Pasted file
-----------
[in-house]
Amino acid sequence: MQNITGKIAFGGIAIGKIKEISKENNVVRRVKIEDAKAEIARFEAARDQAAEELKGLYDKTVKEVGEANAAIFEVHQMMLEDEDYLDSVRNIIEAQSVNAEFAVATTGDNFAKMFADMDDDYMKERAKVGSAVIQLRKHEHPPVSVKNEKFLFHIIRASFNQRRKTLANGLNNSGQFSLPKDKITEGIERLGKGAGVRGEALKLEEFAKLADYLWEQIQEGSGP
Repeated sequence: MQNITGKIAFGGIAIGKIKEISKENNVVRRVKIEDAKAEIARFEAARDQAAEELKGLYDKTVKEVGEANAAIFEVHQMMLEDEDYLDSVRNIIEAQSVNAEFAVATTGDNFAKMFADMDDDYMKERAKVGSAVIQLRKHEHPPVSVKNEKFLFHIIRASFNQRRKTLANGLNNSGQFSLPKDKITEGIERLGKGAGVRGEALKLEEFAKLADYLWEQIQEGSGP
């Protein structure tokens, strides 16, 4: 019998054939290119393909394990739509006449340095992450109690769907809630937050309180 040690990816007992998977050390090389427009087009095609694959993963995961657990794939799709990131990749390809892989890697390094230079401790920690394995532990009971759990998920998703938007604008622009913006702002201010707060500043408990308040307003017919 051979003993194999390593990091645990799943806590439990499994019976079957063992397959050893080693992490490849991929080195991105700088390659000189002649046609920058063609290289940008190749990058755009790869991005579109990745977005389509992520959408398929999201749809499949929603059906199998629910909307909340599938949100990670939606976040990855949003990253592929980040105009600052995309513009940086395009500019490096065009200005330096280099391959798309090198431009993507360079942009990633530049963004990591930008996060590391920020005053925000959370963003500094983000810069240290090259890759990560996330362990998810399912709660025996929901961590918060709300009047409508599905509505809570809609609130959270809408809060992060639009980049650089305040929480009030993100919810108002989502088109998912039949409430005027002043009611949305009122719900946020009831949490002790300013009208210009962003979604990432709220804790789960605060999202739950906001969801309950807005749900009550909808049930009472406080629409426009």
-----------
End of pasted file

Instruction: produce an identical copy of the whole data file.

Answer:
[in-house]
Amino acid sequence: MQNITGKIAFGGIAIGKIKEISKENNVVRRVKIEDAKAEIARFEAARDQAAEELKGLYDKTVKEVGEANAAIFEVHQMMLEDEDYLDSVRNIIEAQSVNAEFAVATTGDNFAKMFADMDDDYMKERAKVGSAVIQLRKHEHPPVSVKNEKFLFHIIRASFNQRRKTLANGLNNSGQFSLPKDKITEGIERLGKGAGVRGEALKLEEFAKLADYLWEQIQEGSGP
Repeated sequence: MQNITGKIAFGGIAIGKIKEISKENNVVRRVKIEDAKAEIARFEAARDQAAEELKGLYDKTVKEVGEANAAIFEVHQMMLEDEDYLDSVRNIIEAQSVNAEFAVATTGDNFAKMFADMDDDYMKERAKVGSAVIQLRKHEHPPVSVKNEKFLFHIIRASFNQRRKTLANGLNNSGQFSLPKDKITEGIERLGKGAGVRGEALKLEEFAKLADYLWEQIQEGSGP
């Protein structure tokens, strides 16, 4: 019998054939290119393909394990739509006449340095992450109690769907809630937050309180 040690990816007992998977050390090389427009087009095609694959993963995961657990794939799709990131990749390809892989890697390094230079401790920690394995532990009971759990998920998703938007604008622009913006702002201010707060500043408990308040307003017919 051979003993194999390593990091645990799943806590439990499994019976079957063992397959050893080693992490490849991929080195991105700088390659000189002649046609920058063609290289940008190749990058755009790869991005579109990745977005389509992520959408398929999201749809499949929603059906199998629910909307909340599938949100990670939606976040990855949003990253592929980040105009600052995309513009940086395009500019490096065009200005330096280099391959798309090198431009993507360079942009990633530049963004990591930008996060590391920020005053925000959370963003500094983000810069240290090259890759990560996330362990998810399912709660025996929901961590918060709300009047409508599905509505809570809609609130959270809408809060992060639009980049650089305040929480009030993100919810108002989502088109998912039949409430005027002043009611949305009122719900946020009831949490002790300013009208210009962003979604990432709220804790789960605060999202739950906001969801309950807005749900009550909808049930009472406080629409426009």